Decades of inaction fuel what may be worst wildfire season ever, says expert

Written By Jeff Davies

“Just think if we had taken it more seriously 20 or more years ago, how much farther along we’d be.”

––Bob Gray

Canada must be “on a war footing” and spend “big, big money” to tackle the problem of wildfires in what is shaping up to be one of the hottest summers and worst fire seasons, says one veteran B.C. wildfire ecologist. 

Fires are burning with an intensity that’s rare this early in the season – trees are being reduced to piles of ash, says Chilliwack-based wildfire ecologist Robert Gray. 

“We’re seeing just ridiculous levels of energy released right now. It’s just unheard of.”

From coast to coast, it’s already shaping up as possibly the worst wildfire season in Canadian history, notes Gray. 

Governments at all levels in Canada must spend billions of dollars to prevent even more devastating wildfires, he adds. “We’ve got like 10 years to turn this boat around. Otherwise, we are truly screwed.”

Call for more prescribed burning came two decades ago

Gray has been issuing similar warnings for 20 years. He was one of the authors of the report Firestorm 2003, commissioned by the B.C. government.

Wildfires destroyed hundreds of homes in Kelowna and Barriere in what became known as the Summer of Fire. Former Manitoba Premier Gary Filmon was appointed to head a commission of inquiry that held hearings around the province.

Filmon’s report recommended the B.C. government and municipalities act quickly to reduce the fuel load in the forest, through prescribed burning, thinning the forest, finding ways to use waste wood, and removing dead wood, logging slash, needles, and twigs from the forest floor.

But Gray says there’s been little progress: “I just think that if we had taken it more seriously 20 or more years ago, how much farther along we’d be. But there was a very cynical response, and I think we could hold those people responsible. They weren’t thinking about the science. And the consequences are huge. And they’re only going to get worse for our children and grandchildren.”

“We’re burning less than 10,000 hectares a year (in B.C.). New Jersey burns more than that.”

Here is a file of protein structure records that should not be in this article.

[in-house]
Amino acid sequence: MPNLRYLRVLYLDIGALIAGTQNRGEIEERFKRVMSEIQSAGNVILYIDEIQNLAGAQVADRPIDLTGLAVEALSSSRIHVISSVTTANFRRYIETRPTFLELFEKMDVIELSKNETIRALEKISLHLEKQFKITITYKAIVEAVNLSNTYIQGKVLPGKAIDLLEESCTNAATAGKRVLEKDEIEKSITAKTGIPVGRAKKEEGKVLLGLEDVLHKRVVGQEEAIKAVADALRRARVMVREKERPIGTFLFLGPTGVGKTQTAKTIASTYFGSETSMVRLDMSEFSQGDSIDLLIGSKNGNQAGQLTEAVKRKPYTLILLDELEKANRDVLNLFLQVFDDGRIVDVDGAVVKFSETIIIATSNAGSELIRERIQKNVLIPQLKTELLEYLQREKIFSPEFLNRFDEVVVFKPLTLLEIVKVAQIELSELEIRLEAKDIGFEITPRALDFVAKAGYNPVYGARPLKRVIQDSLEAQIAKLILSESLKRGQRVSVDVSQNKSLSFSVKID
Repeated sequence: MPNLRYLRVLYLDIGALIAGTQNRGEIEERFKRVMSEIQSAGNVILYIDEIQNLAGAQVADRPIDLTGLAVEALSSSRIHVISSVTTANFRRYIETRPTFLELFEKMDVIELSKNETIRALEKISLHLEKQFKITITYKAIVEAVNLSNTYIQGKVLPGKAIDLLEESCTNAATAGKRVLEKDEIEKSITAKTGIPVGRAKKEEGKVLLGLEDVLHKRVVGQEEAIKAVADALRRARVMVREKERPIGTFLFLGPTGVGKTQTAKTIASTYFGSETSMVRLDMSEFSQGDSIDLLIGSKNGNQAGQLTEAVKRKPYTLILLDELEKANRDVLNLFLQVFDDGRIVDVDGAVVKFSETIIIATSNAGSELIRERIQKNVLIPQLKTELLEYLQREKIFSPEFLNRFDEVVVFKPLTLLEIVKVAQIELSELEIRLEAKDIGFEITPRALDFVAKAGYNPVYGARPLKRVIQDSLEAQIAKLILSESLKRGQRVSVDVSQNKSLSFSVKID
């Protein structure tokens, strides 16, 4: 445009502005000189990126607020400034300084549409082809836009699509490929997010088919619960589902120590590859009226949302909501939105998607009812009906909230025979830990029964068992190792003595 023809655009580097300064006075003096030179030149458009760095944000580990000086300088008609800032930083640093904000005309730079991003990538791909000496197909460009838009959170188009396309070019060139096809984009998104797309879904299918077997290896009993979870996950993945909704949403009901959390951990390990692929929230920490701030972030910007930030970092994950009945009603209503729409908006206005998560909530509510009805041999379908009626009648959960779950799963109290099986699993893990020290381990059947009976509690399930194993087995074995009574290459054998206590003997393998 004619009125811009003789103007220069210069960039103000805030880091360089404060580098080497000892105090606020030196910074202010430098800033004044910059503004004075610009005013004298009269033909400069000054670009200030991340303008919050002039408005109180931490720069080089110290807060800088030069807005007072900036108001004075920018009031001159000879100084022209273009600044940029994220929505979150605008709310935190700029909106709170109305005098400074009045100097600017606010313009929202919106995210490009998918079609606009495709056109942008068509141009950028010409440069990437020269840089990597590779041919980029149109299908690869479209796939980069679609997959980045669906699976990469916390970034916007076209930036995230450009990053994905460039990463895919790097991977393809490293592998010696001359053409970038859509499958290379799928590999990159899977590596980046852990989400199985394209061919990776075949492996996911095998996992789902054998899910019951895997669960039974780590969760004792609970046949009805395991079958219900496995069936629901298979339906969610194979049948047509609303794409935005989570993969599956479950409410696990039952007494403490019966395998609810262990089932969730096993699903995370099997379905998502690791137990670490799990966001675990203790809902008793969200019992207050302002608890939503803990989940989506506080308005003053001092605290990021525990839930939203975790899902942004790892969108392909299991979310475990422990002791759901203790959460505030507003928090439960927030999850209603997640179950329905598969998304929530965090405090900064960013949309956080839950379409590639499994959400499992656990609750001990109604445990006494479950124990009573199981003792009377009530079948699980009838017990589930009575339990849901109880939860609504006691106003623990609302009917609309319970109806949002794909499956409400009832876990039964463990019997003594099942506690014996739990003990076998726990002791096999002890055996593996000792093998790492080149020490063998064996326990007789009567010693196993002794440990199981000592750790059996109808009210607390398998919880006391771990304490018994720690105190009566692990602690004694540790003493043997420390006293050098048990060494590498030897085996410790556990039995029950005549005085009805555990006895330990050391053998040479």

Bob Gray

The worst three wildfire years in B.C. history were in the past decade: 2018, 2017 and 2021. The direct cost of fighting those fires was more than $1.8 billion dollars. Together, the fires in those three years consumed more than 3.4 million hectares, or 34,000 square kilometers, of forest, slightly more than the total area of Vancouver Island, 32,100 square kilometers.

‘Big, big money’ needed for fire prevention, risk reduction

Rural, northern, and indigenous communities in B.C. are on the front lines and this year’s fire season is off to an early start.

The second biggest wildfire in B.C. history is burning at Donnie Creek in northeastern B.C. The fire had spread to nearly 311,000 hectares as of publication, according to the BC Wildfire Service.

Fires burning in B.C. as of June 7. Flame: highly visible wildfire or potential threat to public safety. Red dot: out-of-control fire. Red outline: fire being held. Green dot: fire under control. [Map BCWS]

Gray says the federal and provincial governments need to invest more money directly in fire prevention and risk reduction rather than just fire suppression.  He’s critical of programs such as FireSmart, which he says spends much of its money on administration and public relations, rather than getting boots on the ground.

“Twenty years after the recommendation on prescribed burning, and we’re burning less than 10,000 hectares a year (in B.C.). New Jersey burns more than that.”

The Donnie Creek fire complex, the second largest fire in B.C.’s history, will need to be managed into the fall, says BC Wildfire Service. [Image BCWS]

It will take “big, big money” to do what’s needed, Gray says. Billions of dollars. “You know, (federal minister of Public Safety and Emergency Preparedness) Bill Blair announced $300 million for training and stuff. It’s a joke.” 

‘I’ve lost my patience’

In social media posts and interviews this week, Gray expressed anger, frustration, and depression at the lack of preparedness. 

“Once again seeing and hearing stories of whole communities, especially indigenous communities, being evacuated,” he writes in one post on LinkedIn. ‘I’ve lost my patience with our inept, immoral approach.”

In a commentary published in the Globe and Mail and widely circulated online, Gray calls this a serious social justice issue. “Those most affected by wildfires – rural, northern and isolated Indigenous and non-Indigenous communities – are usually last in line for mitigation funding.”

Recalling the devastating Telegraph Creek fire five years ago, Gray says, “Those poor people were evacuated in July and didn’t go home until December. We had people at this trashy motel on the outskirts of Chilliwack. I’m not sure where else they put them, but they don’t put them at the Four Seasons. 

“It’s immoral keeping people out of their homes for that long.”